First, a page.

A Collection Exhibit
Rubrication emphasizes text, headings, or lines in a book with red ink. While the concept was not new and was used throughout the Middle Ages in both manuscripts and print, this was the first time it was explicitly applied for enhanced comprehension of the person of Jesus Christ. As a result, the printer, Louis Klopsch, made it simpler to distinguish and understand who Jesus was, what he said, and what he did. Klopsch's first printing was of the New Testament in 1899, and he completed the Old Testament in 1901. In the New Testament, words spoken by Jesus were highlighted or accentuated in red print. It begs to question, if the addition of rubrication applied to Jesus, why even print the Old Testament? Klopsch revealed Jesus in the Old Testament just the same, with red ink, transforming the way Americans read their Bibles. This OT enhancement made this Bible unique among red print editions, unlike any other. In the Old Testament, "passages and incidents quoted or referred" to Jesus were printed in red, and "prophecy" references of Jesus are marked with a red star *. As a result, the rubrication feature became extensively adopted in Bible publishing throughout the 20th century.
The Holy Bible: Red Letter Edition, 1899 [NT], 1901 [OT], "Teachers' Edition,"
New York: The Christian Herald Press (M.N. Cormack, Supt.), New York City. Louis Klopsch, Proprietor, Bible House.
(Shown below is the first printing of the complete Bible with Red Letter Edition; Price in 1903 $3.00.)
Louis Klopsch was born in Lubben, Prussia, on March 7, 1852. He emigrated to America with his Father after his mother’s death in 1853, settling in New York City. Klopsch was a German-American journalist and publisher by trade who married May E. Merritt, daughter of Reverend Stephen Merritt, in 1886.
His decisive moment came when he traveled to Europe and the Holy Land with Thomas De Witt Talmage (not his Morman brother, James E. Talmage). While in England, Klopsch positioned to become the proprietor of Rev. Michael Baxter’s American edition of the religious newspaper, The Christian Herald. Klopsch experienced tremendous success with this endeavor when he, with consultation from Talmage, published the Red Letter Edition of the Bible after contriving the concept from reading the communion passage, “This cup is the new covenant in my blood, which is poured out for you” having associated the color red with his blood (Luke 22:20). Klopsch also had close relations with D. L. Moody.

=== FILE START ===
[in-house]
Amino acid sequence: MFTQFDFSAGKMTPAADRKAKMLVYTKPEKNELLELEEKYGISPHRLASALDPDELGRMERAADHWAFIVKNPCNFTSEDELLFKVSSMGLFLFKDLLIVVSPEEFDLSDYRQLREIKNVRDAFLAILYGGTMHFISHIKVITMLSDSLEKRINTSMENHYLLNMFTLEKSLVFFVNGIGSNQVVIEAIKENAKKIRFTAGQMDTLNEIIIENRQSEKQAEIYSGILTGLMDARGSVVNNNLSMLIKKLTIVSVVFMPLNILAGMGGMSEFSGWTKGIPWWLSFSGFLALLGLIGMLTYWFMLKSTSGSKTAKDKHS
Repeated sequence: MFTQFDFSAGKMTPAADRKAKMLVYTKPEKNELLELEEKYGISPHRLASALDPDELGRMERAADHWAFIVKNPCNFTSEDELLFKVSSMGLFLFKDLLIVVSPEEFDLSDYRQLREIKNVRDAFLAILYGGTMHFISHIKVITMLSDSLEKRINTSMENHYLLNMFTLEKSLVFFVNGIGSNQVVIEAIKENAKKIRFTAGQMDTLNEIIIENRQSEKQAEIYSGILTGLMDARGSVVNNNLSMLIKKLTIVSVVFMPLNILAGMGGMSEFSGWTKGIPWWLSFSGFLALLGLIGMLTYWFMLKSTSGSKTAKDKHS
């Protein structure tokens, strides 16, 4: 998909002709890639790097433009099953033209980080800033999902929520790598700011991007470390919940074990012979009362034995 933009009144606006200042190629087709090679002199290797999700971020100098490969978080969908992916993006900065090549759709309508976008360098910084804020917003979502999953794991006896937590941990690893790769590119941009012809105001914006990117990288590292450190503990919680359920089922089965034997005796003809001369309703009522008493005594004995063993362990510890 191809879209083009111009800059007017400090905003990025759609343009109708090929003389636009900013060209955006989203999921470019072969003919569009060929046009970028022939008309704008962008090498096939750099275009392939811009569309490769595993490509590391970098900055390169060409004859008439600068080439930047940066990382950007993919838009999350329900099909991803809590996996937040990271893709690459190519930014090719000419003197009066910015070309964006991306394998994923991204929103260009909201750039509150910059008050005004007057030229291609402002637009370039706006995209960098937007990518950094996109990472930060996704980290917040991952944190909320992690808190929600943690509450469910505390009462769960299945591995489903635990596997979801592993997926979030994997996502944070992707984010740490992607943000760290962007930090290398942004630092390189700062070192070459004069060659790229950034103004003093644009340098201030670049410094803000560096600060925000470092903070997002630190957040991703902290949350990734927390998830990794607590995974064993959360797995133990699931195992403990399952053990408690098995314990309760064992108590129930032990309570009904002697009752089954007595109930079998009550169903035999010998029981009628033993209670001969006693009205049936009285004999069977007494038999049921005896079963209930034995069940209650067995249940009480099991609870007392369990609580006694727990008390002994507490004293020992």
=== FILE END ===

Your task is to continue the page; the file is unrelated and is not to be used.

For an in-depth look at this Bible, read my essay titled:
Previously, translators debated whether dominical words should be italicized or encapsulated with quotation marks, and both have been done. However, neither techniques are in the original texts. Consequently, Klopsch, for the first time, used rubrication to emphasize dominical words that would make it visually stand out. Klopsch was passionate about Bible distribution, and “he wanted people to read the Bible and understand it- particularly what it says about Jesus Christ.” He writes, "Modern Christianity is striving zealously to draw nearer to the great Founder of the Faith. Setting aside mere human doctrines and theories regarding Him, it presses close to the Divine Presence, to gather from His own lips the definition of His mission to the world and His own revelation of the Father.... The Red Letter Bible has been prepared and issued in the full conviction that it will meet the needs of the student, the worker, and the searchers after truth everywhere." Klopsch further explained, writing...
Unlike many other self-pronouncing Bibles published, this Bible has extensive pronunciation marks (diacritics, e.g., ˌdaɪəˈkrɪtɪk) right in the text contributing to its proper linguistic enunciation, which is especially useful for applying proper English or teaching use. What does all this, seemingly gibberish, mean? Let's learn a bit about pronunciation; it will help us understand why this can be helpful.